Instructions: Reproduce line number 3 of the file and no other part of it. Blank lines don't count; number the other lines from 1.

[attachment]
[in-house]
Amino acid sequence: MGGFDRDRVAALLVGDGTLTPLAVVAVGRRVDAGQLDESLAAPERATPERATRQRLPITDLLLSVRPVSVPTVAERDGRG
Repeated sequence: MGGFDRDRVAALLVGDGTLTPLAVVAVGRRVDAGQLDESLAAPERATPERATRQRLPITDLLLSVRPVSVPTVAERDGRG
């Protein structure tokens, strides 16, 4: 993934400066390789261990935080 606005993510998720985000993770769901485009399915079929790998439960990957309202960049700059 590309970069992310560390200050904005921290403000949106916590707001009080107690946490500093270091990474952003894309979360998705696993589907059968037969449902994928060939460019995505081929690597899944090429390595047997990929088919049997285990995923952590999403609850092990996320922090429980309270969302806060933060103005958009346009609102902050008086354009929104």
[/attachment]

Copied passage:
Repeated sequence: MGGFDRDRVAALLVGDGTLTPLAVVAVGRRVDAGQLDESLAAPERATPERATRQRLPITDLLLSVRPVSVPTVAERDGRG